Not the Pete Walker film, this is an entirely different type of Flesh And Blood Show and one that takes us right back to 1502 AD. The 80’s had seen a deluge of all things sword and sorcery and films like Hawk The Slayer (Terry Marcel 1980) Clash Of The Titans (Desmond Davies 1981) Excalibur (John Boorman 1981) & by Crom of course Conan the Barbarian (John Milius 1982) had opened the floodgates for all manner of epic fantasy movies cleaving their way across the silver screen. The Italians loved them and indeed with sword and sandal peplum movies had been there first and were bound to jump on things and bring out stacks more. The gorier the better as far as a young teenage audience was concerned and with Albert Pyun’s The Sword And The Sorcerer (1982) and Giacomo Battiato’s incredible and unreleased since video days Hearts And Armour (1983) we really did get the blood splattered goods. By the mid 80’s the scene was pretty much saturated and no doubt it was one that Dutch director Paul Verhoeven had been keeping a close eye on. He had made his mark in his home country and gained a respectability and even arthouse acclaim and a certain amount of infamy with the likes of Turkish Delight (1973) and Soldier Of Orange (1977). Of course he would go on to cult film stardom later with well-remembered movies such as Robocop (1987), Total Recall (1990), Basic Instinct (1992) and Starship Troopers (1997). Before this he bridged home-grown career and Hollywood with Flesh And Blood (1985) a film that even if you don’t remember from the cinema itself, you will, if you lived through the era have probably picked it up from the video shop shelves, taken home and had a right good time with it over the next couple of hours.

Verhoeven did a slightly odd thing to buck the trend and pretty much dispensed of the sorcery going for the sword side of things with what resembled more in the mould of something alluding to historical accuracy. Fantasy fans won’t feel short changed though as there is plenty of superstition to be found beneath the layers here as well as a plot driven partly by religious mania and quests being followed at the behest of the saints. Beyond that there is a clash between religion and emerging science that is very much central, of course as per the title there are lashings of flesh and blood and a central romance too giving this one plenty of crossover appeal.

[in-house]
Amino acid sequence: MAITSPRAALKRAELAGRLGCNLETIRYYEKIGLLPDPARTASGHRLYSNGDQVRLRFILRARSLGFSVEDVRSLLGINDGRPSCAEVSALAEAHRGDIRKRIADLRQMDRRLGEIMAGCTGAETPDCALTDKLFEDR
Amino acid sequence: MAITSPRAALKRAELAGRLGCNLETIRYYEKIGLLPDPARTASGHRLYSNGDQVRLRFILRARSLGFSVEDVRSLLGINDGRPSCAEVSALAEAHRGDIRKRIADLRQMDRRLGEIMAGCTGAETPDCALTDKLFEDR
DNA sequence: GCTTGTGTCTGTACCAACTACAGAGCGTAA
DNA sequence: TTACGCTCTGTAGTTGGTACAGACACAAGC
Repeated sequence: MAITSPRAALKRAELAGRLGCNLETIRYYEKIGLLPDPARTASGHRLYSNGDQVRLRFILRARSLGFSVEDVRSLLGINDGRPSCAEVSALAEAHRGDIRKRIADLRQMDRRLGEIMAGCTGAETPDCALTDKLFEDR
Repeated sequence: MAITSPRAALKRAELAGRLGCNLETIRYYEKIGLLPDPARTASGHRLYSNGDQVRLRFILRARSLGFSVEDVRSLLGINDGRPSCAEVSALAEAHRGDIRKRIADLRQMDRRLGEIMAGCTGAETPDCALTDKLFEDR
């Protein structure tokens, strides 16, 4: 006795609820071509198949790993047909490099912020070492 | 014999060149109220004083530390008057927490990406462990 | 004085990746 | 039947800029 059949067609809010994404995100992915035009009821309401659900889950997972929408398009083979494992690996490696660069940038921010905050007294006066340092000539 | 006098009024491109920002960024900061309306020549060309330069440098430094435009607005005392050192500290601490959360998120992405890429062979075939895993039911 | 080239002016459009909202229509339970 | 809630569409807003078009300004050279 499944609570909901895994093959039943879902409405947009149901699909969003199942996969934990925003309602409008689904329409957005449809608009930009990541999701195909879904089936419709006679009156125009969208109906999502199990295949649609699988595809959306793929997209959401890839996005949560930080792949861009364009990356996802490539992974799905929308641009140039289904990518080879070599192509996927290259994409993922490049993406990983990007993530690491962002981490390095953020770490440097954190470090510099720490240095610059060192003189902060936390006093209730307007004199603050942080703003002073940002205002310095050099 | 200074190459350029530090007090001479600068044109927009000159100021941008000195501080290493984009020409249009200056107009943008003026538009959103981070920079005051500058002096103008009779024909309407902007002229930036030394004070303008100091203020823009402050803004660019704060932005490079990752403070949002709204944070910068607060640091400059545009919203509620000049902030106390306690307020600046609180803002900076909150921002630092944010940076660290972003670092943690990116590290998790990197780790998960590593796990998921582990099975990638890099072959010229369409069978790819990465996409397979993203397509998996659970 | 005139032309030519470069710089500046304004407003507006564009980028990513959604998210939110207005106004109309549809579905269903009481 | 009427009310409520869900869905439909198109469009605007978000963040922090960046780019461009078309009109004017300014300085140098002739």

One of the reasons that the film works so well is because the director fleshed out the main role with another fine Dutch export, namely Rutger Hauer who he had worked with on Spetters (1980) and who had shot to fame in Ridley Scott’s Bladerunner (1982). It was actually one of two similar films the star worked on in that year, the other being Ladyhawke (Richard Donner 1985). Hauer plays Martin, a soldier of fortune and a right savage mercenary, romping around medieval Europe and winning bloody battles for the likes of Arnolfini (Fernando Hilbeck) a ruler who had lost his kingdom and needed help winning it back. The opening scenes are full of the madness of battle and really set the stage for what is come. The brigands have been offered free looting (along with raping and general pillaging) for winning the battle but in a normal double cross this is taken back and these bastards and dogs of Europe find themselves with no loot and exiled. Martin’s group consist not just of men but women including one with his soon to be stillborn sired child and a right rag tag group they are and one who you really wouldn’t sensibly want to double cross. Alfoni’s own son Steven (Tom Burlinson) is a modern scholar who loves his books but his dad has set him to be married to princess bride Agnes (a young Jennifer Jason Leigh) and you can no doubt guess that Martin and his wronged crusaders snatch her from under his very nose. Her plundering and rape is not at all pleasant and indeed as Martin deflowers her there are shades of the contentious scene in Straw Dogs (Sam Peckinpah 1971) where she seems to enjoy it and even takes control to a certain extent. She goes off with the rebels who take another local castle for their own, with Steven and his dad’s forces hot on their trail to win her back, whether she wants to be won back or not is one of the many premises of the narrative. As the two forces clash there is another at play and even if historical accuracy is flirted with this 3rd party is going to cause no end of havoc for all concerned.